In the prediction competition, the BI-SAW model with a bounded memory limitation of 6 periods predicts data of the competition game set better than the benchmark I-SAW model, as well as other models submitted by 13 groups of contestants.

The remaining of the article is organized as follows: Section 2 describes the BI-SAW model, Section 3 describes the market entry game designed for the prediction competition, Section 4 presents our estimation method, Section 5 presents the results, and Section 6 concludes.

The Bounded Memory, Inertia, Sampling and Weighted (BI-SAW) model is a type of explorative sampler model that features strong inertia, recency effects, surprise triggers change, and a restriction on individual's ability of recalling past payoffs when sampling. To be specific, the BI-SAW model dictates that in every trial each individual enters one of the 3 response modes (Exploration, Exploitation or Inertia) based on randomness and her past experience such as surprise. The probability of choosing a specific action under each mode is then determined by specific predetermined rules that are also based on past experiences and randomness. The idea is that people would enter different mindsets when facing different payoff histories and the same histories will also determine the action people choose in each mindset.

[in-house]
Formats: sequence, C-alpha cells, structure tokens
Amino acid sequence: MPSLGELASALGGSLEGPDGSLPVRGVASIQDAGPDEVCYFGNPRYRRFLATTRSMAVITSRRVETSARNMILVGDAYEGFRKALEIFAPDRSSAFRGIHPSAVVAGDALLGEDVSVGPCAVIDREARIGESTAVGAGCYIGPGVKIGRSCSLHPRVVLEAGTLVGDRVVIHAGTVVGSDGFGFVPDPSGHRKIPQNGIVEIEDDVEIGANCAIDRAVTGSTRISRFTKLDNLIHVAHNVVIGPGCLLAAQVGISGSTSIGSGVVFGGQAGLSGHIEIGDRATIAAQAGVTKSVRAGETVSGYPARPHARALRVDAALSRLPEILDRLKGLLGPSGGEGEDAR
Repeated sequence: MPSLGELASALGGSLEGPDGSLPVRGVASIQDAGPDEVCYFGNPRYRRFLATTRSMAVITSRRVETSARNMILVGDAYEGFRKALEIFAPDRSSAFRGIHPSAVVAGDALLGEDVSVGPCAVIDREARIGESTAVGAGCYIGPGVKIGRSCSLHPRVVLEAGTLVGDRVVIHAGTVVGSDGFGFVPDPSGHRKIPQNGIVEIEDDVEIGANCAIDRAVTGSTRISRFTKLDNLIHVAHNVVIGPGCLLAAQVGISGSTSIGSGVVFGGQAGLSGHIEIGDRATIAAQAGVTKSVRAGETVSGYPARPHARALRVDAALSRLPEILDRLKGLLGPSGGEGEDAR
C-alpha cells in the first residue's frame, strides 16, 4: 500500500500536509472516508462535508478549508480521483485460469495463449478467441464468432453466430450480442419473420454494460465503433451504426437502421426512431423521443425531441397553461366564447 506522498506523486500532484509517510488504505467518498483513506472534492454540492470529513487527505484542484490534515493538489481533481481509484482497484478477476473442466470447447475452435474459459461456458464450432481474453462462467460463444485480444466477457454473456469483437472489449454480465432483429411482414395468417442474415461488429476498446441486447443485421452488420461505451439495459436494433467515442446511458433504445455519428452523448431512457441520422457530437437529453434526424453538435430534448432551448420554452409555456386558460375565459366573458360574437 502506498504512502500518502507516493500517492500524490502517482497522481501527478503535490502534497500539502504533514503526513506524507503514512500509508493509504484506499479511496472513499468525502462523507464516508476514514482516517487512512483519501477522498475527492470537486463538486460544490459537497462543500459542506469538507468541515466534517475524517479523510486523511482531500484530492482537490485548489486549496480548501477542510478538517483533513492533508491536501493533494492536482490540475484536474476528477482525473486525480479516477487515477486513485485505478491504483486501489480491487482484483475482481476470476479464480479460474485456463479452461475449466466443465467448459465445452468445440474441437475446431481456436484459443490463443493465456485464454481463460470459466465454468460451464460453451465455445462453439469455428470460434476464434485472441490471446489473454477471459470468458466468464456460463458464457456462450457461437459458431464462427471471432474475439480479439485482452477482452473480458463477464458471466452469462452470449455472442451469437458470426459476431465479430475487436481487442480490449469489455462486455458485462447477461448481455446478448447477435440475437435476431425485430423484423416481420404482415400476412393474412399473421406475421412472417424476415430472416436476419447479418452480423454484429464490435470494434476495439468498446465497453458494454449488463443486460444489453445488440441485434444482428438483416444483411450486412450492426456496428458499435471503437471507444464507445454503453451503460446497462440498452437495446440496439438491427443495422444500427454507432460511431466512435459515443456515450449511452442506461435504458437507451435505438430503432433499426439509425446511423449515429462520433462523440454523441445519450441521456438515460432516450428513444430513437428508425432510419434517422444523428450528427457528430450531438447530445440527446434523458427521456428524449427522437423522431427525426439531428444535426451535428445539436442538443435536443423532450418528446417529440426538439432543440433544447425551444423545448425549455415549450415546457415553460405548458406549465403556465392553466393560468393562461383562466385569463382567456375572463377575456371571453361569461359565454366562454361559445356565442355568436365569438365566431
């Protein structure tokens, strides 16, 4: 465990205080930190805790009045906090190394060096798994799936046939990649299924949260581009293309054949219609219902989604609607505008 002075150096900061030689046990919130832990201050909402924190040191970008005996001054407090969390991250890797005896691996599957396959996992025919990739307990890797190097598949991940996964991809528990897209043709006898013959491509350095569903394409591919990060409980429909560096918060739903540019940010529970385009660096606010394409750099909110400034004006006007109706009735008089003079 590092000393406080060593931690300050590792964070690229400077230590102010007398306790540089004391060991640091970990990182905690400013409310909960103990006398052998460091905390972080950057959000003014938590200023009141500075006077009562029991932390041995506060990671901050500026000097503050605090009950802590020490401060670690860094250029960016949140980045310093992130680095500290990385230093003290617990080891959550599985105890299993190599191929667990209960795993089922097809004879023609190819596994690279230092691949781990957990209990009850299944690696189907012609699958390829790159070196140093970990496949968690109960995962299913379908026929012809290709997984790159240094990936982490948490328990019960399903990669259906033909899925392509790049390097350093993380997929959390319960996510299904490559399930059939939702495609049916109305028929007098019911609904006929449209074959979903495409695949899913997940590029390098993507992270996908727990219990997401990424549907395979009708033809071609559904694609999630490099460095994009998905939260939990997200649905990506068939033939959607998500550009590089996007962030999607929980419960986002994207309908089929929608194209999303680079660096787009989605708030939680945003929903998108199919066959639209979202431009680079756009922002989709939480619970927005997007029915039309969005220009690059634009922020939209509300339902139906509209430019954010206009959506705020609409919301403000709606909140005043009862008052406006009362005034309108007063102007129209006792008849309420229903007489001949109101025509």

Individual _{i}_{0}. For instance, if the individual faces a binary choice of 0 or 1 and _{0} = (_{0}, 1 − _{0}), she would choose 0 with probability _{0}, and choose 1 with probability (1 − p_{0}). Notice that _{0} is homogeneous across individuals.

If the exploration mode was not chosen, individual _{i}_{i}

To define this surprise, we shall first define the payoffs gap with respect to GrandM_{j}_{j}

The

Based on Gap(

Since _{i}_{i}

If neither the exploration mode nor the inertia mode were chosen, an individual will enter the exploitation mode. To be specific, the probability of entering this mode is 0 in the first trial, and in all other trials is

Under this mode, individual _{j}_{i}_{i}

We summarize our parameters and their interpretations as follow

_{i}

_{0} is the distribution of actions an individual follows when entering the exploration mode, and is the same for all individuals.

_{i}_{i}_{i}

_{i}_{i}_{i}

_{i}_{i}_{i}_{i}

_{i}_{i}_{i}_{i}

_{i}

We have thus defined an individual BI-SAW model where each individual is represented by a parameter vector (_{i}_{0}, _{i}_{i}_{i}_{i}_{0}, but use the average initial entry rate in the data instead. We then generate our outcome prediction by simulating 5000 times and take the average.